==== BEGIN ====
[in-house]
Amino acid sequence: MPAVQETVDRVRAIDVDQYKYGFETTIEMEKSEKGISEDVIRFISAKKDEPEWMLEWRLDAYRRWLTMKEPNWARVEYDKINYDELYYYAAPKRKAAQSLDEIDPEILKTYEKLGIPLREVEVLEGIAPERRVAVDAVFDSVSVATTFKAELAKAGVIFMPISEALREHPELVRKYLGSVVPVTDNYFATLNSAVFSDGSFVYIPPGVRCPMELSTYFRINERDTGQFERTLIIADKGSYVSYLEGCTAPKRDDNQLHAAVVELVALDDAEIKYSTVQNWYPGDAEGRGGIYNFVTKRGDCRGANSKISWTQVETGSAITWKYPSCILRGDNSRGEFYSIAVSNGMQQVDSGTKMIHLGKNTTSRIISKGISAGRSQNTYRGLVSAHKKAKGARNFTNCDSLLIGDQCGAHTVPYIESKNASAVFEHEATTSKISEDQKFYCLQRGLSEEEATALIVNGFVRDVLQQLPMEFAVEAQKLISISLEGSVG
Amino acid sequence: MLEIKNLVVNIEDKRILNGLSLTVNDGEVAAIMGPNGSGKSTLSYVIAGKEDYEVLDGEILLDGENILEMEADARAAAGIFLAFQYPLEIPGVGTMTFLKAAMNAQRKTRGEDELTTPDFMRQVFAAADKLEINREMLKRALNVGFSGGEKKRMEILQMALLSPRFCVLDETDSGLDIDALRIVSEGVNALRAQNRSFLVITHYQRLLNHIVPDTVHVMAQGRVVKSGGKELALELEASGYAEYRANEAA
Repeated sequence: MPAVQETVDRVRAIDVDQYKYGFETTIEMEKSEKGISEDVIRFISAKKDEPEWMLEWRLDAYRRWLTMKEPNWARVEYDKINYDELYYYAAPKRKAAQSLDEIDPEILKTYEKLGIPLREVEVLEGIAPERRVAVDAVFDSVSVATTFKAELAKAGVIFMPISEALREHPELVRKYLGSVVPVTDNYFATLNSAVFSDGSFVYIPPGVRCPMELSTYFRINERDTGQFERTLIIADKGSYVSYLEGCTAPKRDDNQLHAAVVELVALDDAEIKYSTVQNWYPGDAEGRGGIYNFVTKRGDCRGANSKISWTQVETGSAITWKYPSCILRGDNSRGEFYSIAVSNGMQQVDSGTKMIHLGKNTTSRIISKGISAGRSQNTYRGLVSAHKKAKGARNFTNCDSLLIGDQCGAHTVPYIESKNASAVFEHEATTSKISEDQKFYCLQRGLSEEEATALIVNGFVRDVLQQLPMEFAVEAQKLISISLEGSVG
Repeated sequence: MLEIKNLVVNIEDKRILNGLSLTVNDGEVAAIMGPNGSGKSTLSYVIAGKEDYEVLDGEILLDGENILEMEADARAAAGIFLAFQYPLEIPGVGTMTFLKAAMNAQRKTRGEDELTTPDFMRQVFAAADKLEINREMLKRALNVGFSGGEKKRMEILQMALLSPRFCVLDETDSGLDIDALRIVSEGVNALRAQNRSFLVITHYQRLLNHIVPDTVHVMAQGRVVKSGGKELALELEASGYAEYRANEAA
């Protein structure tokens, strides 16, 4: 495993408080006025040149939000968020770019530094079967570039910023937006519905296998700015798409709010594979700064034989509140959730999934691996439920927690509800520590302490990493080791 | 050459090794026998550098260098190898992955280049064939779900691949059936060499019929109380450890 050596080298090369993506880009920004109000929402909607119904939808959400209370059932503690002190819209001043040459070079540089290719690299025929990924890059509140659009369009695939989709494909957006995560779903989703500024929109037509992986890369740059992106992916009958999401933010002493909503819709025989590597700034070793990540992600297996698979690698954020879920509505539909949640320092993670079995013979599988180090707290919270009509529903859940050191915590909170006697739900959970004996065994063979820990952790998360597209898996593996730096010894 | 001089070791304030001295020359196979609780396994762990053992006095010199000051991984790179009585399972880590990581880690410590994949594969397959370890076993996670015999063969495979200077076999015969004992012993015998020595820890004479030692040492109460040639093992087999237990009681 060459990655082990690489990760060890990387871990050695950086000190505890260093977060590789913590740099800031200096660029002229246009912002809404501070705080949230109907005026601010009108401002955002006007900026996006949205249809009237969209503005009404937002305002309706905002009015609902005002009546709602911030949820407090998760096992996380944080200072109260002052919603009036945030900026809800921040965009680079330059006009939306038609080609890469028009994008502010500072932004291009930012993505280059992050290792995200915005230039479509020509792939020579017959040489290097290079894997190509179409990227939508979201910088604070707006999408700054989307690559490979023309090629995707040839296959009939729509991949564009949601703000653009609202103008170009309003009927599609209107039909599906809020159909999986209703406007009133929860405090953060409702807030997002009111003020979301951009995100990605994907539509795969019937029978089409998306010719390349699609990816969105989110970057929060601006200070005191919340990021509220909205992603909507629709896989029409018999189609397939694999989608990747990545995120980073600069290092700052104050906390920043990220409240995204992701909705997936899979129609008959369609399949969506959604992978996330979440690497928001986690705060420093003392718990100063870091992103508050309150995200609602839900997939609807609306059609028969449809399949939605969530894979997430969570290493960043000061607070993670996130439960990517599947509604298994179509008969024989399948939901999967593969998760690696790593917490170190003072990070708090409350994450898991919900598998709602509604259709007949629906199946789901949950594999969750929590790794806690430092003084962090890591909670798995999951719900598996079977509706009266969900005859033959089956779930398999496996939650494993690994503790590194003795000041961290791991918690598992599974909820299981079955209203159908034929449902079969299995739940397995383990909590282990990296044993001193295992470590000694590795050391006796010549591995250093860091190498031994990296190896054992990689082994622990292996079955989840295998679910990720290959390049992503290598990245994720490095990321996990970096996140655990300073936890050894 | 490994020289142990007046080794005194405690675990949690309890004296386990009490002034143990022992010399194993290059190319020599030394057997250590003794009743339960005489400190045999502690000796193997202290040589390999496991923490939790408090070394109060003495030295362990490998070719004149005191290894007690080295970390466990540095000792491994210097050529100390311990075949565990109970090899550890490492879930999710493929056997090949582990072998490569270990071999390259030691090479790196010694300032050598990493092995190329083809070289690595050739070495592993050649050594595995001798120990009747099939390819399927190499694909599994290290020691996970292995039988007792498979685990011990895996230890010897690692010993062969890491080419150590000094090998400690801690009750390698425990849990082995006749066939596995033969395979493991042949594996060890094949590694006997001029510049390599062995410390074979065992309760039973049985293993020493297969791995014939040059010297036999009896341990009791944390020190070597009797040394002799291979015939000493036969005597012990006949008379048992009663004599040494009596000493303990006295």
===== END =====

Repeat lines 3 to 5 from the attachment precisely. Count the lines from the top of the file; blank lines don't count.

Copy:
Amino acid sequence: MLEIKNLVVNIEDKRILNGLSLTVNDGEVAAIMGPNGSGKSTLSYVIAGKEDYEVLDGEILLDGENILEMEADARAAAGIFLAFQYPLEIPGVGTMTFLKAAMNAQRKTRGEDELTTPDFMRQVFAAADKLEINREMLKRALNVGFSGGEKKRMEILQMALLSPRFCVLDETDSGLDIDALRIVSEGVNALRAQNRSFLVITHYQRLLNHIVPDTVHVMAQGRVVKSGGKELALELEASGYAEYRANEAA
Repeated sequence: MPAVQETVDRVRAIDVDQYKYGFETTIEMEKSEKGISEDVIRFISAKKDEPEWMLEWRLDAYRRWLTMKEPNWARVEYDKINYDELYYYAAPKRKAAQSLDEIDPEILKTYEKLGIPLREVEVLEGIAPERRVAVDAVFDSVSVATTFKAELAKAGVIFMPISEALREHPELVRKYLGSVVPVTDNYFATLNSAVFSDGSFVYIPPGVRCPMELSTYFRINERDTGQFERTLIIADKGSYVSYLEGCTAPKRDDNQLHAAVVELVALDDAEIKYSTVQNWYPGDAEGRGGIYNFVTKRGDCRGANSKISWTQVETGSAITWKYPSCILRGDNSRGEFYSIAVSNGMQQVDSGTKMIHLGKNTTSRIISKGISAGRSQNTYRGLVSAHKKAKGARNFTNCDSLLIGDQCGAHTVPYIESKNASAVFEHEATTSKISEDQKFYCLQRGLSEEEATALIVNGFVRDVLQQLPMEFAVEAQKLISISLEGSVG
Repeated sequence: MLEIKNLVVNIEDKRILNGLSLTVNDGEVAAIMGPNGSGKSTLSYVIAGKEDYEVLDGEILLDGENILEMEADARAAAGIFLAFQYPLEIPGVGTMTFLKAAMNAQRKTRGEDELTTPDFMRQVFAAADKLEINREMLKRALNVGFSGGEKKRMEILQMALLSPRFCVLDETDSGLDIDALRIVSEGVNALRAQNRSFLVITHYQRLLNHIVPDTVHVMAQGRVVKSGGKELALELEASGYAEYRANEAA